In 2016, the joint pavilion by the IVAM Microtechnology Network, the Product Market “High-tech for Medical Devices”, will be located in Hall 8a again and will...

Im Focus: Ultra-thin ferroelectric material for next-generation electronics

'Ferroelectric' materials can switch between different states of electrical polarization in response to an external electric field. This flexibility means they show promise for many applications, for example in electronic devices and computer memory. Current ferroelectric materials are highly valued for their thermal and chemical stability and rapid electro-mechanical responses, but creating a material that is scalable down to the tiny sizes needed for technologies like silicon-based semiconductors (Si-based CMOS) has proven challenging.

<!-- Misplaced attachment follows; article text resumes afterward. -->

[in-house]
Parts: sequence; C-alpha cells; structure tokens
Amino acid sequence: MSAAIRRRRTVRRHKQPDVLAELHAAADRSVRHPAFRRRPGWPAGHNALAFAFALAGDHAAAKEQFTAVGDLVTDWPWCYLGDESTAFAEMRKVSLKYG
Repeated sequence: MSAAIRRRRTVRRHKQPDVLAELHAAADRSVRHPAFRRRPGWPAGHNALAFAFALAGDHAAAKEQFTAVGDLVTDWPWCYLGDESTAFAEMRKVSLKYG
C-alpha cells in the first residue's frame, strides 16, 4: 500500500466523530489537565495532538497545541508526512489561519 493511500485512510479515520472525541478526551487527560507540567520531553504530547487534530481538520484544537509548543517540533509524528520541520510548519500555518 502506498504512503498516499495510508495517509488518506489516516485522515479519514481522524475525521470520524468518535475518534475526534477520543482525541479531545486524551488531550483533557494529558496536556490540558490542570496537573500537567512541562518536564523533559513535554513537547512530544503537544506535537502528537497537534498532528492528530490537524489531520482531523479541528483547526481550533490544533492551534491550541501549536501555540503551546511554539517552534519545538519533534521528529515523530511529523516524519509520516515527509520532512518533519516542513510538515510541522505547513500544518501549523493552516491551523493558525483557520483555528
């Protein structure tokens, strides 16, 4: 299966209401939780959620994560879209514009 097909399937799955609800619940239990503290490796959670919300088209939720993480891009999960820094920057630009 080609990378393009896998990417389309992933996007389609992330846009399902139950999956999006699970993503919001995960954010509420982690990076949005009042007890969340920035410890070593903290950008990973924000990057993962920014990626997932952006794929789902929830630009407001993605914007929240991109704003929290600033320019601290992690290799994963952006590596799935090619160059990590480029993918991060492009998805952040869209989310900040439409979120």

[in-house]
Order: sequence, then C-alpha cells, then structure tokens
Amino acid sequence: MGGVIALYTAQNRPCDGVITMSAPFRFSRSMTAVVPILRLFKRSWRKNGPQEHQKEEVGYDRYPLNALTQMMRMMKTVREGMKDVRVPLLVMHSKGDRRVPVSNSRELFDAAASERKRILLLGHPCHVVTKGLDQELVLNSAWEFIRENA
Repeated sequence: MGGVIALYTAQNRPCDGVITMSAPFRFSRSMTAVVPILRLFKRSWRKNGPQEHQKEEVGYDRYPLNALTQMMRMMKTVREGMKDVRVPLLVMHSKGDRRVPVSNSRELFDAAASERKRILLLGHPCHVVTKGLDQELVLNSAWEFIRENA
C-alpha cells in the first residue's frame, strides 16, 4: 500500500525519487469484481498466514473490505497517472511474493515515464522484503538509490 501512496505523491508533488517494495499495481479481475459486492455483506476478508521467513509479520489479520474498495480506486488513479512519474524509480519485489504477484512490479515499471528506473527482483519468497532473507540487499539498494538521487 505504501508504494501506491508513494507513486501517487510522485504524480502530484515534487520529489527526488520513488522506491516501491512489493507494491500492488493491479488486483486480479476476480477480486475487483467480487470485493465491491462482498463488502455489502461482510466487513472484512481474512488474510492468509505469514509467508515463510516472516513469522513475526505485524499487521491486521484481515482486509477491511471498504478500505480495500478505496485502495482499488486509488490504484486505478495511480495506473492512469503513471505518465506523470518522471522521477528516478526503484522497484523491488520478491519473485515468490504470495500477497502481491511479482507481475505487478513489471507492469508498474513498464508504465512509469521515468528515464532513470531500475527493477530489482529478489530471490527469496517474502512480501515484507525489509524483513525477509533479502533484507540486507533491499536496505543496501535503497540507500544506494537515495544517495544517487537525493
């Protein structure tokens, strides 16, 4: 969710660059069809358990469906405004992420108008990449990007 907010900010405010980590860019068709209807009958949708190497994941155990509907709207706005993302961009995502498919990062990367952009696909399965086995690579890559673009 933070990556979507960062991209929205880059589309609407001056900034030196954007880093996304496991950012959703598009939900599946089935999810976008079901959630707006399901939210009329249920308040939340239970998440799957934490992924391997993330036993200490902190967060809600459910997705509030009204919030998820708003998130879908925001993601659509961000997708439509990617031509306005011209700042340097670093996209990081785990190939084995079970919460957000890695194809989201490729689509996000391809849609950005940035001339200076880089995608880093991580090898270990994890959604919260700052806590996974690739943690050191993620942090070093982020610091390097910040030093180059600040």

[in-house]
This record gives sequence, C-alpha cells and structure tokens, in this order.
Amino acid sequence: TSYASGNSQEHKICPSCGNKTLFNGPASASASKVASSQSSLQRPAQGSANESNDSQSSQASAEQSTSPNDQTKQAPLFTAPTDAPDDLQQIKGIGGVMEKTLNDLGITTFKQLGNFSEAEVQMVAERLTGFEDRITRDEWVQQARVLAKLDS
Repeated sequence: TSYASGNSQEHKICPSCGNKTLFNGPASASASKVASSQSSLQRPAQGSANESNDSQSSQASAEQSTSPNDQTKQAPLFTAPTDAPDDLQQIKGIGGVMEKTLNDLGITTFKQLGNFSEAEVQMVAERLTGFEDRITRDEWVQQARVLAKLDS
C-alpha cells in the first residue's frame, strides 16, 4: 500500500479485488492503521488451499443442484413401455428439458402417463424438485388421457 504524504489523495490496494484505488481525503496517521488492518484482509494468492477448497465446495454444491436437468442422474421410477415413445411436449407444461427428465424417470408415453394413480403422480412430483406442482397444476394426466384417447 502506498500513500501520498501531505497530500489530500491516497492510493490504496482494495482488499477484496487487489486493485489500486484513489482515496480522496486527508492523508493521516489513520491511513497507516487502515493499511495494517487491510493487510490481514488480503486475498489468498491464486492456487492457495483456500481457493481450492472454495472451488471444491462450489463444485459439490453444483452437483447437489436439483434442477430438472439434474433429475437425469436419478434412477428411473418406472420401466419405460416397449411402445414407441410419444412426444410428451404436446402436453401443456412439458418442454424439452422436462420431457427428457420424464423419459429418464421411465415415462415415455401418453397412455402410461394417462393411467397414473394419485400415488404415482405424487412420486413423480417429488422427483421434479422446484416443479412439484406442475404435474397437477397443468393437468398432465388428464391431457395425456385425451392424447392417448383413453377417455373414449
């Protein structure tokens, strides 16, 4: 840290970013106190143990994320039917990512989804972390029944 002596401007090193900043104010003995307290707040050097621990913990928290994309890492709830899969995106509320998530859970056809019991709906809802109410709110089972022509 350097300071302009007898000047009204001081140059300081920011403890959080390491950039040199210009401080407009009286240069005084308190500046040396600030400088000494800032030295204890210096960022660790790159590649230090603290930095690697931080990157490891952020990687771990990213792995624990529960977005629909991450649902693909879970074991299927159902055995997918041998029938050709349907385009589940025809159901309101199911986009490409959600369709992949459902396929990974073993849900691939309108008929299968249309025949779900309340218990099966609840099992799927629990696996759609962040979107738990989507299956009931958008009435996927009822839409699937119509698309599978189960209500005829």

Now, Hiroshi Funakubo and co-workers at the Tokyo Institute of Technology, in collaboration with researchers across Japan, have conducted experiments to...

All Focus news of the innovation-report >>>



Event News

#IC2S2: When Social Science meets Computer Science - GESIS will host the IC2S2 conference 2017

14.10.2016 | Event News

Agricultural Trade Developments and Potentials in Central Asia and the South Caucasus

14.10.2016 | Event News

World Health Summit – Day Three: A Call to Action

12.10.2016 | Event News

Latest News

Resolving the mystery of preeclampsia

21.10.2016 | Health and Medicine

Stanford researchers create new special-purpose computer that may someday save us billions

21.10.2016 | Information Technology

From ancient fossils to future cars

21.10.2016 | Materials Sciences

More VideoLinks >>>